• The function of music in a film is usually similar to the design elements of a set - not drawing attention to itself for its own sake but establishing or reinforcing the mood of the film or enhancing its meaning. Some older films use music quite obtrusively at almost all dramatic or poignant moments. This convention is now used infrequently, but it is sometimes used in deliberate parody of the genre. Music may also be integrated into the action of the film by such strategies as having a character turn on a radio or tape or play a musical instrument. The specially composed music for The Piano is one of many instances of music as an integral part of a film.
  • Silence can be the most powerful aspect of sound in a film. It can enhance suspense, fear, or horror. A voice, a sound effect, or music after a silence can surprise or shock the audience, either heightening or relieving their anxiety.
  • is a term used not only in static images but also in film and television. It includes all the elements that contribute to the appearance of a frame - the way people and other objects appear and are related within the frame for dramatic effect in much the same way as in a still photograph or static image. All the following elements contribute to the composition of the frames that make up a film.
different kinds of shot
Different kinds of shot
  • Shot is a very important ingredient of composition. The term "shot" refers to the appearance of what is in each frame. This is determined by how far the camera is placed from the subject or by using an adjustable lens to achieve the effect of distance. The shot is also determined by the camera\'s angle and movement relative to the subject shown in the frame. Each shot, like each word in a written text, has a purpose. The choice of shots is determined by purpose and, therefore, by genre, topic, and audience. A feature film, for example, uses different shots and also uses the shots differently from those in a television talk-show.
  • A wide shot or WS, called a long shot or LS in the American film industry, shows a comprehensive view from a distance. This might be similar to what we would see if we looked out over, say, a field. If a person is in such a shot, their whole body is visible from head to foot, and they may even look small and far away. A WS or LS is most commonly used as an establishing shot. An establishing shot provides important information about the setting, environment, or context in which subsequent events will take place. It is often the first in a scene or sequence. The size of the images on a television screen is considerably smaller than film projected onto a movie screen. Wide shots featuring broad landscapes or large crowds are generally less effective on a television screen than on a movie screen.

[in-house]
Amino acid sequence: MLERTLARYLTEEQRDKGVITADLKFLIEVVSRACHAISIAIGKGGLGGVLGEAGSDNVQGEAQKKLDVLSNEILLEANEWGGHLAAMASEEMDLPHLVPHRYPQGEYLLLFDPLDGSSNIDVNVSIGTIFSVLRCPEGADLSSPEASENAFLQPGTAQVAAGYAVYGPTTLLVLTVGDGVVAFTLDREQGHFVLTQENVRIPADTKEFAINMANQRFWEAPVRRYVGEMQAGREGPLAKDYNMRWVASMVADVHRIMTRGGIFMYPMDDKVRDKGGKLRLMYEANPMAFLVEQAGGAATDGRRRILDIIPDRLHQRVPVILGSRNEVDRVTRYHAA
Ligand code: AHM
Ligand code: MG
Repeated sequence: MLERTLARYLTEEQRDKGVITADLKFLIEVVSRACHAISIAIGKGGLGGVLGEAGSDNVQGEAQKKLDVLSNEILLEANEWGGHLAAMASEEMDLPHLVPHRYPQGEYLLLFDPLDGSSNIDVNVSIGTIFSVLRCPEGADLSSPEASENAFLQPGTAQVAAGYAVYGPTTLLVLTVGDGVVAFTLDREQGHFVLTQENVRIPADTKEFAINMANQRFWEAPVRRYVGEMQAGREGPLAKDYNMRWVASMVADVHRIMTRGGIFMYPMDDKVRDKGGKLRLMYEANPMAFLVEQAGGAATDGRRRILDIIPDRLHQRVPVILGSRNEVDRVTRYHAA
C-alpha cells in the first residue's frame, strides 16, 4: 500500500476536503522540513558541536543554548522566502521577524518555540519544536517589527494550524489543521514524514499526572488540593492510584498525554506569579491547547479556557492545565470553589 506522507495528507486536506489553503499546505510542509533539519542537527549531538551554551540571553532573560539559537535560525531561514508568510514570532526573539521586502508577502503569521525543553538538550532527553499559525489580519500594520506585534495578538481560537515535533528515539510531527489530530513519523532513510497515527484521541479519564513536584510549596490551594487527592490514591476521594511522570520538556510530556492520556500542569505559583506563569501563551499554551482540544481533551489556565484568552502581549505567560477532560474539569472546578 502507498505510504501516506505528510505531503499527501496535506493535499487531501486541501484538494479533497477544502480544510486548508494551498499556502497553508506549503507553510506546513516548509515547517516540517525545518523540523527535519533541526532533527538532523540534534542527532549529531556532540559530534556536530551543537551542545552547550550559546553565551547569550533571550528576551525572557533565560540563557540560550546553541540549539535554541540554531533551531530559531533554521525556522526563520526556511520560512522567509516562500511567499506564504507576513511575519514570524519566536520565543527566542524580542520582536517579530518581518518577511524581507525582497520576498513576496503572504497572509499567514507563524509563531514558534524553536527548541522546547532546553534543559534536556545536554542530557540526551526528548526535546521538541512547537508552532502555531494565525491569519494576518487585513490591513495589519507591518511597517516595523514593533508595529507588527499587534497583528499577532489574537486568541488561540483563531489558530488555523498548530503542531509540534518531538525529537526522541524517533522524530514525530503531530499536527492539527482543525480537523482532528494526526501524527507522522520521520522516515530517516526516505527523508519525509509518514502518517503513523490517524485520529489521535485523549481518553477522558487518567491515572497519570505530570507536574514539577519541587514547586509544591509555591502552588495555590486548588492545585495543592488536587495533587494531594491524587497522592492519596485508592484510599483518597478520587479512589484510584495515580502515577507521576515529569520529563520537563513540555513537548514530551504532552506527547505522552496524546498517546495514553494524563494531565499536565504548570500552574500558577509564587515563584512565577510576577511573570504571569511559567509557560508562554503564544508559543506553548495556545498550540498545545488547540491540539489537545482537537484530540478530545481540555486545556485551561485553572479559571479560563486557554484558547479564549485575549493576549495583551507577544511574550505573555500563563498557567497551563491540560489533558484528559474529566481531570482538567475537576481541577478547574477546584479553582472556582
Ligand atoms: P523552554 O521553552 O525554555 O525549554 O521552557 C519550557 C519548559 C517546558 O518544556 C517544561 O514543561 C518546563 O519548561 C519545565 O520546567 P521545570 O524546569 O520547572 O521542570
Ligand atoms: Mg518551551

A medium shot or MS is midway between a WS (or LS) and a close-up. An MS of a person is usually shot from the waist up.
  • A medium close-up or MCU is closer still. An MCU of a person shows from mid-chest to head.
  • A close-up or CU of a person shows head and shoulders. A big close-up or BCU, sometimes known as an extreme close-up or ECU, of a person shows the head, usually from the bottom of the chin to the mid-forehead.
  • Close-ups are not simply complements to medium and wide or long shots. Their power of emphasis gives them a special place in film. They can show whatever is most significant at any given moment and focus our attention on it. A CU or BCU may reveal human emotions, such as sadness as revealed through signs like tears, or anxiety as shown by constant wringing of the hands. They may reveal private information, as in a BCU of a letter, emphasise such other symbols as police identification, or increase tension by focusing on a door handle turning.
  • A shot framed from a particular character\'s point of view is called a subjective shot. In a subjective shot, the audience sees almost exactly what the character sees. Subjective shots can also reveal how a character is seeing, as in an out-of-focus shot from the point of view of a character who is injured, just waking up, or drugged.
  • Another kind of subjective shot is when a character looks directly into the camera and talks to the viewer, who, no longer an unacknowledged observer, is drawn into the action. This technique is sometimes used for comic effect in feature films, and it serves a particular purpose in television commercials, where the second person pronoun "you" is used in conjunction with a subjective shot to address the viewer personally and individually.
Similar to the subjective shot is the over-the shoulder shot, filmed over the character\'s shoulder from behind. This shot often looks towards another character and is usually followed by a reverse-angle shot showing the face of the person whose back was to the camera.
  • A shot that shows two people, very common in film drama, is sometimes called a two-shot.
  • Different camera angles